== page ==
Course Hero. "The Wealth of Nations Study Guide." Course Hero. 28 Sep. 2017. Web. 23 Oct. 2018. <https://www.coursehero.com/lit/The-Wealth-of-Nations/>.
Course Hero. (2017, September 28). The Wealth of Nations Study Guide. In Course Hero. Retrieved October 23, 2018, from https://www.coursehero.com/lit/The-Wealth-of-Nations/
(Course Hero, 2017)
Course Hero. "The Wealth of Nations Study Guide." September 28, 2017. Accessed October 23, 2018. https://www.coursehero.com/lit/The-Wealth-of-Nations/.
Course Hero, "The Wealth of Nations Study Guide," September 28, 2017, accessed October 23, 2018, https://www.coursehero.com/lit/The-Wealth-of-Nations/.
The next mercantilist practice on Smith's chopping block is the treaty of commerce, meaning any treaty designed to establish favorable terms of trade between two nations. As a case study for the chapter, Smith reprints a 1703 treaty that allowed Portuguese wine to be imported into Great Britain at a lower tariff than the French competition, on the condition that British woolen goods would be admitted into Portugal. The treaty, Smith notes, is "evidently advantageous to Portugal, and disadvantageous to Great Britain," yet it "has been celebrated ... as a masterpiece of the commercial policy of England."
Why, Smith asks, are people so convinced the treaty is a good idea? It comes down, as usual, to mercantilism and the balance of trade. Portugal is rich in gold thanks to its Brazilian mines, and the mercantilists believe any measure resulting in the importation of Portuguese gold is a win for England. Smith declares that this is a "silly notion" since gold can be purchased on the open market just like any other commodity.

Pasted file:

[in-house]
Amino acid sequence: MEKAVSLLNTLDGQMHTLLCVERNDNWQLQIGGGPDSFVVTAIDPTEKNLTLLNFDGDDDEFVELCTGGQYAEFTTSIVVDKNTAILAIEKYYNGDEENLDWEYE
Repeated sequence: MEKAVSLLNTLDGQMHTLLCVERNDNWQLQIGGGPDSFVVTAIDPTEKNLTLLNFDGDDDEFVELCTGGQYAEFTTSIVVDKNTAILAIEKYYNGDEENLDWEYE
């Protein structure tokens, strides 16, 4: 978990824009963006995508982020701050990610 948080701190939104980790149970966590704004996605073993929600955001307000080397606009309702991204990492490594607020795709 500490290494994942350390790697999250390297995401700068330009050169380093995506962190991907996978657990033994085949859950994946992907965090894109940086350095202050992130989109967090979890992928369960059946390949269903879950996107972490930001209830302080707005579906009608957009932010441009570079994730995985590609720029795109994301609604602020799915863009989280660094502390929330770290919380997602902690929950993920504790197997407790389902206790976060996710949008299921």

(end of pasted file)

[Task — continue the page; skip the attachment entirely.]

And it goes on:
The chapter closes with a brief digression on British monetary policy. Smith contends the British government is squandering its resources by allowing its citizens to have their gold and silver coined for free. In other countries, such as France, a fee—called seignorage—is charged to convert metals into official coin. This, Smith says, serves at least two beneficial purposes: it supplies an additional revenue source for the French government, and it prevents people from melting the best (i.e., the least worn-down) coins back down into bullion, thus wasting the mint's labor.
Smith, to be clear, is not against all treaties of commerce. He merely picks as his illustration a treaty he finds particularly objectionable. For one thing, the treaty is predicated on a history of Great Britain providing military aid to Portugal, an arrangement that never would have arisen had Portugal not been rich in gold. The treaty thus reads as yet another favor extorted by Portugal in exchange for access to its precious metal supply. Secondly, the treaty is lopsided: Portugal must merely allow British goods into the country, whereas Great Britain has to grant Portugal a special discount on the importation of its wine. What seems to bother Smith most of all is the characterization of this treaty as a "masterpiece," a remark that can only be justified if the gain of Portuguese gold is weighted unreasonably high.
A treaty that simply secured free and equal trade between two nations would, in contrast, likely meet with Smith's approval. Such a treaty may be what he has in mind in the subsequent chapter, where he advocates the establishment of a commercial relationship with the American colonies. Before a treaty can be formed with the colonies, however, they will need to become a sovereign state. In Book 4, and again in Book 5, Smith expresses his hope that Great Britain will grant American independence in a voluntarily and friendly manner, rather than waiting for it to be seized as a prize of war.